Fear of Gaining Weight: Part 1

Blog Post created by Dr.Hays on Jun 9, 2017

Have you put off quitting, or relapsed after a quit, because you fear gaining weight?


In this post I aim to help you overcome that fear, so you can focus on what matters most: overcoming . In a future post, I’ll discuss strategies to avoid or minimize weight gain once you quit.


It’s true most smokers put on weight after they quit. Nicotine suppresses appetite and elevates metabolism, so when you quit, you’re hungrier, and your body returns to a normal metabolism. Plus, your taste buds and sense of smell come back to life, so food is more appealing. Also, with cigarettes out of the picture, many folks use food to occupy their mouths and cope with stress.


But remember: While weight gain can be temporary, the effects of smoking may not be. Extra weight will not cause COPD, or lung cancer! And though excess weight does increase the risk of developing or aggravating diabetes, so does smoking.


At any rate, weight gain is not inevitable! About 16 percent of smokers actually lose weight when they quit, according to a review of 62 studies published in the British Medical Journal. Another 37 percent of quitters gain less than 11 pounds). Many folks feel so empowered by quitting and inspired by their newfound stamina that they start exercising and eating more healthfully.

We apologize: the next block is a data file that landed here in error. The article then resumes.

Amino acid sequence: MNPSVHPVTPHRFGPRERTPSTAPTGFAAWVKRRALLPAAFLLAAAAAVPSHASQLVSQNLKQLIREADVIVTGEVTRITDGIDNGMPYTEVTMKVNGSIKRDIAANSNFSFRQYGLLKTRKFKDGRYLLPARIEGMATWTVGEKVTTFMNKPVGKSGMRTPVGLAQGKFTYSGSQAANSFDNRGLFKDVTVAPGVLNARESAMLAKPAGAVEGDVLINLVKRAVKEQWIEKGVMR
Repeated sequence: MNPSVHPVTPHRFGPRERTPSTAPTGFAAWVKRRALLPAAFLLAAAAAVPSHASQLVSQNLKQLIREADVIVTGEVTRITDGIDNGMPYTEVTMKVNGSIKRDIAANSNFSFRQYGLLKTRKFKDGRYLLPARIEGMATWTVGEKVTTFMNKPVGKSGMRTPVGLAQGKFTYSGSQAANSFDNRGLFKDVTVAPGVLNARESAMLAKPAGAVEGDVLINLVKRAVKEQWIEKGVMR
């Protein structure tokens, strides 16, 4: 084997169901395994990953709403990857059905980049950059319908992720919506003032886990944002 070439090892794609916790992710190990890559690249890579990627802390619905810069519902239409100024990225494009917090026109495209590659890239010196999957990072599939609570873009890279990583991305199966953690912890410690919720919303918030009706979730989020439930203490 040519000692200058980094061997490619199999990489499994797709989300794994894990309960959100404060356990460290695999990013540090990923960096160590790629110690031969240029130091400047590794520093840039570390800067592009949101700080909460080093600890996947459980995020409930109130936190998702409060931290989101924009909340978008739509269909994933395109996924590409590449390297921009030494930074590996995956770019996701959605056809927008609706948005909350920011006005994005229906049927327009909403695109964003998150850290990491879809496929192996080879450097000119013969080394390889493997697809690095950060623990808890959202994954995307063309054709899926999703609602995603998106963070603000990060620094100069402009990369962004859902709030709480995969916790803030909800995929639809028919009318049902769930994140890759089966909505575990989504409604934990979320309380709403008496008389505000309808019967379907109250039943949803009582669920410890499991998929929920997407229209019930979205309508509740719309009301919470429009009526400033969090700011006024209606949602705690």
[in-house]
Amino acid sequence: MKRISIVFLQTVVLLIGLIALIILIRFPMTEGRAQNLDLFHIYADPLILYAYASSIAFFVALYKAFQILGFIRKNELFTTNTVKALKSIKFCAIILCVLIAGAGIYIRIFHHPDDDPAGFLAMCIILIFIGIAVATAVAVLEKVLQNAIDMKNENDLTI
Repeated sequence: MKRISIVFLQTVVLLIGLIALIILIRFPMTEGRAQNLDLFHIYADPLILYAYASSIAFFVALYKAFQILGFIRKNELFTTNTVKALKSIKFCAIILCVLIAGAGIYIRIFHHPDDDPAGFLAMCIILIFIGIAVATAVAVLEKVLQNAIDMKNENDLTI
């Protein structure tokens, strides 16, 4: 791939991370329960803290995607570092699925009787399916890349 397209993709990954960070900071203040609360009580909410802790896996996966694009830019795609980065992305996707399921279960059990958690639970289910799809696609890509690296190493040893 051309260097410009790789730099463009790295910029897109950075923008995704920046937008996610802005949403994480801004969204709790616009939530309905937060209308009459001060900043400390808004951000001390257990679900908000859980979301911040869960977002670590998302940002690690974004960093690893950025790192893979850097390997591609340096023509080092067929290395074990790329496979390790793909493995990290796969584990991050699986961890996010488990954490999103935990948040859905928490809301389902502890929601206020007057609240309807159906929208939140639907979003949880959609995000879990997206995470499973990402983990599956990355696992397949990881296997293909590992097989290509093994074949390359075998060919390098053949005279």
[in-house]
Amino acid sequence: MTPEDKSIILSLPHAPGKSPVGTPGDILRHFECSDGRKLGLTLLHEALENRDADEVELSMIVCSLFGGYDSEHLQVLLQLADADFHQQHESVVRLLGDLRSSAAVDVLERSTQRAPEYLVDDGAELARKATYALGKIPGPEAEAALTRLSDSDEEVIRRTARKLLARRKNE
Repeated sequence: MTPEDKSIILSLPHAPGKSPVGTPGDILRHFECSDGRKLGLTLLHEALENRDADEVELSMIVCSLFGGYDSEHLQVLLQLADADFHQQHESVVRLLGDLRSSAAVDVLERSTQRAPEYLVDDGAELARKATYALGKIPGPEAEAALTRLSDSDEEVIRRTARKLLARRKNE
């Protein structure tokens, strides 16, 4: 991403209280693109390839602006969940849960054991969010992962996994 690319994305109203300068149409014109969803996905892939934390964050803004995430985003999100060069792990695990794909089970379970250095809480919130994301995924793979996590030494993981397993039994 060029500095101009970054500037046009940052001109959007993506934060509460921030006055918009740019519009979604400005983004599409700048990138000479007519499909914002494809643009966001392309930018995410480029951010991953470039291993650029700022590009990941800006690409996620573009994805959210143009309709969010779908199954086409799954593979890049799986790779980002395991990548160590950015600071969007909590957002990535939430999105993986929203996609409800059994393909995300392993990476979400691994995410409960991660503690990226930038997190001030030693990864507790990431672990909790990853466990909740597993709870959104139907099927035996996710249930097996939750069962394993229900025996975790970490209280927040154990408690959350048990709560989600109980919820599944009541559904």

If fear of weight gain is holding you back, start noticing your negative thoughts about your weight. Ask yourself: Are these thoughts accurate? Could they be excuses to keep smoking?


Let’s say your jeans fit more snugly, and you think: I’m worse off now than before I quit or My co-workers will think less of me if I gain 10 pounds.


Challenge these ideas!


Even if you have to buy a larger pair of jeans, are you truly “worse off” than when you were addicted to ? If a co-worker of yours gained 10 pounds after beating tobacco, would you think poorly of her? Or would you congratulate her on her tremendous accomplishment?


I think you know the answers.


Counter each negative thought with a positive one. For example: Now I don’t feel like an outcast at work, and I’m saving $250 a month!


If you’ve experienced anxiety about weight gain, please share your thoughts with the community!